Lawmakers seeking to overhaul the Securities and Exchange Commission may get new fuel for their arguments when the agency's internal watchdog releases a set of reports this month, the Wall Street Journal reported Thursday.
The SEC inspector general's reports include allegations that regulators destroyed documents relating to initial investigations; that conflicts of interest influenced payments to Bernie Maddoff’s victims; that the SEC and Wall Street are too cozy; and that one former SEC official received an unusual financial package.
SEC inspector general David Kotz did not comment on the findings of the reports to the Journal, but he did say that "there's a lot of congressional interest in our findings." He added that he “wouldn’t be happy” if the reports became partisan fuel for attacks on the SEC budget.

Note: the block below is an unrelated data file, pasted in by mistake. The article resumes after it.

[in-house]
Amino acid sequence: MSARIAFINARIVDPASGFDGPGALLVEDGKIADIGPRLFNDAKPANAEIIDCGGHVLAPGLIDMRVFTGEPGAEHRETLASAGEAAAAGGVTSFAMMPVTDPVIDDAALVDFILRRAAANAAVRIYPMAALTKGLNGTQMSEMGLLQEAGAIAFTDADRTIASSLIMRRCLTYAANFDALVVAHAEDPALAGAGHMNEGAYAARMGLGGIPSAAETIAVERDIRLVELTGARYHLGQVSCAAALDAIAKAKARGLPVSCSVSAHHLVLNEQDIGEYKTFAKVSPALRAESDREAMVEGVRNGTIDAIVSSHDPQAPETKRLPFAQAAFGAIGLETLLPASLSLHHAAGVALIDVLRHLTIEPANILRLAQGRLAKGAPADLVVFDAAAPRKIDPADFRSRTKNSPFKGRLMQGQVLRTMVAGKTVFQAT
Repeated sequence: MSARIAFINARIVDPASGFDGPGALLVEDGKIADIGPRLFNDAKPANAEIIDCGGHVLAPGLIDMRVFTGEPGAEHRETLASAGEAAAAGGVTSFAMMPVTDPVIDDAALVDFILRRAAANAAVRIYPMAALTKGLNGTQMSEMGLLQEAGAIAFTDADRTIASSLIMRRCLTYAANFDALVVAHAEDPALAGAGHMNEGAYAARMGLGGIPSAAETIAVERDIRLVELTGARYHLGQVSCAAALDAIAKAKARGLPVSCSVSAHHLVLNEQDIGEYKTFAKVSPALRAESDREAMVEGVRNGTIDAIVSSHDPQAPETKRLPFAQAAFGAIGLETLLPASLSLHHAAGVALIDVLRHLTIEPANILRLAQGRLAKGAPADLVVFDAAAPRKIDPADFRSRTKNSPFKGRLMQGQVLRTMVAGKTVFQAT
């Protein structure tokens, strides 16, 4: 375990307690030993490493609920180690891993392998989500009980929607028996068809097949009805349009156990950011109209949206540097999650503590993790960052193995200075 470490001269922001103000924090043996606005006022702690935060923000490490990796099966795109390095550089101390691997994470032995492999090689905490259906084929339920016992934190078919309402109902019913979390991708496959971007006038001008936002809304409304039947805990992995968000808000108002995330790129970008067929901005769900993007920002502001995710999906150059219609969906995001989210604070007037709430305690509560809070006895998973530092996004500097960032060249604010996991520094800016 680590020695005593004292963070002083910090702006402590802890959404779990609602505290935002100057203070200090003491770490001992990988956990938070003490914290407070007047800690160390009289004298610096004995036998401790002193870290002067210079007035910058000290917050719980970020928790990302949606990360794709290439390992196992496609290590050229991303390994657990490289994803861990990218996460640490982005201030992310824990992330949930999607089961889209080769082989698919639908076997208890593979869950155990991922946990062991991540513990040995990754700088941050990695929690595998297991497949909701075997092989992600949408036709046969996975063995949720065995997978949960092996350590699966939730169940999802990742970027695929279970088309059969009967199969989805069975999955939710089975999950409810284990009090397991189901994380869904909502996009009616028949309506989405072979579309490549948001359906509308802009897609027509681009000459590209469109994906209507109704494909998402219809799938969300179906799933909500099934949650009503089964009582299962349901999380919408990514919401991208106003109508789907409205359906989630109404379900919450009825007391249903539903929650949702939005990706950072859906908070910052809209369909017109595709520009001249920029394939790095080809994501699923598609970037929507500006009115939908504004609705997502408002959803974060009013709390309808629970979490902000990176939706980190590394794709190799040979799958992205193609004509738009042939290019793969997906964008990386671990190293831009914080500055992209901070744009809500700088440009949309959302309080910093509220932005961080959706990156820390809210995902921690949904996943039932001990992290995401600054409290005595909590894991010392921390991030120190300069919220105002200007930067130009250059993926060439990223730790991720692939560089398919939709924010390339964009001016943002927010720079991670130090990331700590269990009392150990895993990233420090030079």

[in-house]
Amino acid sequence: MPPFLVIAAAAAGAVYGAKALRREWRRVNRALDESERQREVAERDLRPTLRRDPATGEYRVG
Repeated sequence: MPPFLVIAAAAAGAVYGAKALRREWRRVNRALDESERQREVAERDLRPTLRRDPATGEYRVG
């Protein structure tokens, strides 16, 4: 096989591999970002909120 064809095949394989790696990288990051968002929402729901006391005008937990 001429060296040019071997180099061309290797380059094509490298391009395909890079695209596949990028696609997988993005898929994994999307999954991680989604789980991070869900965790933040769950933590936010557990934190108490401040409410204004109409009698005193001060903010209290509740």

Republicans on Capitol Hill have argued that the SEC needs a major overhaul before it receives any more funding. Democrats counter that Republicans are just trying to undermine last year’s Dodd-Frank financial reform act.
SEC Chairman Mary Schapiro will face questioning from Republicans seeking to alter the SEC structure and prevent new regulations at a House Financial Services Committee hearing next week. The panel’s oversight subcommittee plans to hold a hearing on the Madoff finding when Kotz releases his report, a House Republican aide told the Journal.